“It’s definitely hard. No father wants to be away from their child for not even a half hour. But I knew it could lead to a better life for him,” he says. “I knew once I left it would be tough on me, him and his mom, but I knew when it was all said and done he’d be able to have things that he needs and he wants.”
After a standout prep season at Northwest Military Academy, Alexander was offered a scholarship by then head coach Saul Phillips, and jumped at the opportunity. The only thing was, he didn’t know the first thing about Fargo.
“No, actually, I couldn’t,” he laughs when asked if he could have located Fargo on a map at the time.
“When [Phillips] old me he was in Fargo North Dakota I was like, ‘where is that?’ All I could think of was just a bunch of farmland and nothing surrounding it,” he says.
But Alexander says he immediately warmed to the notoriously frigid city.
“Once I got here it definitely changed my mind. I came here and I fell in love with it,” he says. “I was kind of spoiled for the first two years, because they didn’t really have a bad winter, but last year it definitely caught up to me.”
Far apart but always in his heart
For Alexander, playing college basketball and earning a college degree has meant spending most of his four-years in college nearly 700 miles away from his son, something he calls “excruciating.”
“I love him, and I want to be around him all the time, but I think the sacrifices today will provide him with a much, much better tomorrow,” he says.
Alexander has kept up with his over the phone, facetime and the internet, and remains a constant presence in his life even from afar.
“He was born with a basketball,” he says proudly of his son, “he had one in his crib.”
But while Alexander admits he’d be happy if his son enjoyed the same successes as he has on the court, he isn’t trying to push him into the sport.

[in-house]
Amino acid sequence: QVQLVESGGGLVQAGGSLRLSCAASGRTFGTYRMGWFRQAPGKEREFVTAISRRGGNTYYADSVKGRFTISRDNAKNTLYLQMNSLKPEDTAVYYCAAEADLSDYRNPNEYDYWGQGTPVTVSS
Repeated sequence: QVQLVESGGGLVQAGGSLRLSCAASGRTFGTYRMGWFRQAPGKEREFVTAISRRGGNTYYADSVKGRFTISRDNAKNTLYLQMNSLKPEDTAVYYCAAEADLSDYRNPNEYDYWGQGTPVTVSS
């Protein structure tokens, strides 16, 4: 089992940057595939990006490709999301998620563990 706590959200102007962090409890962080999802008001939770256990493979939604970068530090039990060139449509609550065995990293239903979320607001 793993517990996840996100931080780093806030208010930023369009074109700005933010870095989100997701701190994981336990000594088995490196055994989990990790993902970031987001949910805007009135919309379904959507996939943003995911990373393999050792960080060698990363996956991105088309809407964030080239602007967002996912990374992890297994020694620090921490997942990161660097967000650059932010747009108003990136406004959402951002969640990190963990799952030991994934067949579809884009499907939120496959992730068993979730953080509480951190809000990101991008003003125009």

“He’s had a ball with him ever since he could walk, but he actually played peewee baseball last spring. He wants to play flag football, but I don’t think his mom is going to let him,” he laughs. “Honestly, I don’t want him to feel like he has to follow in my footsteps or live up to anything I’ve done, as long as he’s happy and healthy, I’m happy.”
Announcing himself to the world
Alexander stepped out onto the hardwood at the Spokane Arena on March 20, 2014 and stared across the court at fifth-seed Oklahoma. He saw as not only chance to prove that he belonged on the same floor as one of the premier programs in the country, but also as an chance to pay back the school that had given him the biggest opportunity of his life.
“North Dakota State gave me a chance to continue to play basketball and even more importantly to get a degree, it gave me a big chip on my shoulder to prove myself against everyone else and to play against Oklahoma,” he says.
Up until that point, Alexander had enjoyed a solid but unspectacular career, averaging between 10.8 and 12.8 points per game in each of his first three seasons. But against the Sooners, Lawrence played out of his mind, drilling 10-of-15 shots and 4-of-7 three-pointers.
The monster game served as a launch pad for Alexander’s career. As a senior, Alexander has scored 20 or more points 14 times, including 25 points, 17 of which came in the second half, in a 57-56 win in the Summit League championship game over archrival South Dakota State.
Alexander has vowed to savor every moment and leave every once of himself on the floor when 15th seed North Dakota State takes the floor against second-seed Gonzaga in the final NCAA Tournament of his career.
“This is it. I’m forever grateful for everything North Dakota State has done for me and I’m going to give them everything I have in return,” he says.
When his college career does come to an end, Alexander would like to continue his career professionally, either in the states or overseas.
“Hopefully I can continue to play basketball and be somewhere playing professional basketball, but if not, I’d love to get into coaching,” he says.
But wherever he goes and whatever he does, his motivation remains the same as when he first set out on his journey five years ago.
“Whatever I do, I’m going to be doing it to provide with my son,” he says.
For more untold stories of the underdogs that make March Madness and the NCAA Tournament so magical, read here.